Here's the question you clicked on:
heradog
At what value of x does the local max of f(x) occur?
\[f(x)=\int\limits_{0}^{x}\frac{ t^2-1 }{ 1+\cos^2(t) }dt\]
So they gave you the derivative... When it is 0?
Also, when is it undefined?
It seems it is always defined.
so it's zero when x=0, right?
Ummmmmm I think what we want to do is use the `Fundamental Theorem of Calculus, Part 1` for this problem. Which states,\[\large \frac{d}{dx} \int\limits_0^{x}f(t)dt \qquad = \qquad f(x)\] For this problem, we're given \(\large f(x)\). We can find a maximum by first finding critical points the function. Remember how to do that? Critical points occur when \(\large f'(x)=0\). \[\large f(x)=\int\limits\limits_{0}^{x}\frac{ t^2-1 }{ 1+\cos^2(t) }dt\] Applying the FTC, Part 1 gives us,\[\large f'(x)=\frac{x^2-1}{1+\cos^2(x)}\]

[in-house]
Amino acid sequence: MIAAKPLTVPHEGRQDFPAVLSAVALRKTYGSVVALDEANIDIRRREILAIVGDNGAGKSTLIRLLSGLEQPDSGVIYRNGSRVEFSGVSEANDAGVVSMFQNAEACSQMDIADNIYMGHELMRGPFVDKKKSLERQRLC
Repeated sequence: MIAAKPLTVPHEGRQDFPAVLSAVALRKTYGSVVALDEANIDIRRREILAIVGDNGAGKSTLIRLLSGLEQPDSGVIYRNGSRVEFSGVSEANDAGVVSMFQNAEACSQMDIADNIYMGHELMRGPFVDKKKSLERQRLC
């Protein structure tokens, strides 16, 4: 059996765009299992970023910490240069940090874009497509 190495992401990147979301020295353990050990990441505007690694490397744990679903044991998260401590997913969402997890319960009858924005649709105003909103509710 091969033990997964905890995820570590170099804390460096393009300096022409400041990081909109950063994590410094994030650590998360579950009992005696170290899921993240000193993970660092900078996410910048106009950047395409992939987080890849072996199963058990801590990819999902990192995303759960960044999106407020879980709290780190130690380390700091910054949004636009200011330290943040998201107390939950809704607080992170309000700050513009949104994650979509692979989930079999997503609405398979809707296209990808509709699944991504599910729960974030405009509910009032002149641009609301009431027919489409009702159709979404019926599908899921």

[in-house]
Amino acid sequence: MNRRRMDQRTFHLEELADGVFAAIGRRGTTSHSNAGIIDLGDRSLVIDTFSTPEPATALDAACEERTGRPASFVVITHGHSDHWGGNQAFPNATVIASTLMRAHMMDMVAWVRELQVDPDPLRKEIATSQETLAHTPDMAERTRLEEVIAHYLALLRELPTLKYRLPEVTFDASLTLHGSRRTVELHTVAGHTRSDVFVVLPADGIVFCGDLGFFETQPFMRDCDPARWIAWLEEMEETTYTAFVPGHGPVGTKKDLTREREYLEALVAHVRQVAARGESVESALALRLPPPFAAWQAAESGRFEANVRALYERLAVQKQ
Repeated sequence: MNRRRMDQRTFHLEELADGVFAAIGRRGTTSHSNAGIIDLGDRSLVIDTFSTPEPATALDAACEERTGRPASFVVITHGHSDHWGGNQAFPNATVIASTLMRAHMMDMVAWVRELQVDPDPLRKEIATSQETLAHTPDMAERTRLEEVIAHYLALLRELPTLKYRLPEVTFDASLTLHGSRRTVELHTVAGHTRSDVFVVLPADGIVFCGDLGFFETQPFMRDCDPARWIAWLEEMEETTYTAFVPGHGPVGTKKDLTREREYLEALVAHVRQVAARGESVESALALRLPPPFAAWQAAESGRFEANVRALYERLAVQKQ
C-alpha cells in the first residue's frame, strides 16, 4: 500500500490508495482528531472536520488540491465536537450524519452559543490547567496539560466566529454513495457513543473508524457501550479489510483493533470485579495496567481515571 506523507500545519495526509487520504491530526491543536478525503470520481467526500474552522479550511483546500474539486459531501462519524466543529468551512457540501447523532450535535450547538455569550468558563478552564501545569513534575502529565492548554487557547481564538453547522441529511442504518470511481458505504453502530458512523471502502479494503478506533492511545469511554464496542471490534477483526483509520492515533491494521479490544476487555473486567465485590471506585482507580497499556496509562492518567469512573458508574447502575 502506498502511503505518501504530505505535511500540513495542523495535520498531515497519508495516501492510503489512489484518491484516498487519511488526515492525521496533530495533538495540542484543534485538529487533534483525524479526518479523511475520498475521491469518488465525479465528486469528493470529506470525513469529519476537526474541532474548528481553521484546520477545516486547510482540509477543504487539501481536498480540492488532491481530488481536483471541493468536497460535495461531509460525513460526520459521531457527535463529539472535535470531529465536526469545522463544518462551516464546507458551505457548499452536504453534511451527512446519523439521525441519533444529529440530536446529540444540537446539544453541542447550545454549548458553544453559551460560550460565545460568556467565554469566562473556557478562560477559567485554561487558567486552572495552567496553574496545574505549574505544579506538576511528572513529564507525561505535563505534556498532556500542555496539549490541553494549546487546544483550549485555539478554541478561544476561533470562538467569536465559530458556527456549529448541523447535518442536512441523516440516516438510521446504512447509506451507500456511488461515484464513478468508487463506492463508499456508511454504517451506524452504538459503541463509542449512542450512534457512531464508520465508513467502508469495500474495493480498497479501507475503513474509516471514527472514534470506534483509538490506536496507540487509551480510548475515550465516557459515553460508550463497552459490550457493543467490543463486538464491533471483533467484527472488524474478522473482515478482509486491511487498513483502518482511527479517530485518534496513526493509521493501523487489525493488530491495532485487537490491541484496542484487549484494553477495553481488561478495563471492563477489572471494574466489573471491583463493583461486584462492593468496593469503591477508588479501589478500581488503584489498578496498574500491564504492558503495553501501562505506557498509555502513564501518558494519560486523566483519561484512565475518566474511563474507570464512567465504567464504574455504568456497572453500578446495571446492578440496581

Ok yeah I'm following that now
Setting it equal to zero, \[\large 0=\frac{x^2-1}{1+\cos^2(x)}\] We should be able to find some critical points, and then by some method we can determine which point(s) are max/min or whatever.
so the critical points are -1 and 1
cool :) Remember how to determine if each point is a max or min?
using the 2nd derivative test so the max is at -1
Yah that's what I'm coming up with also. Cool!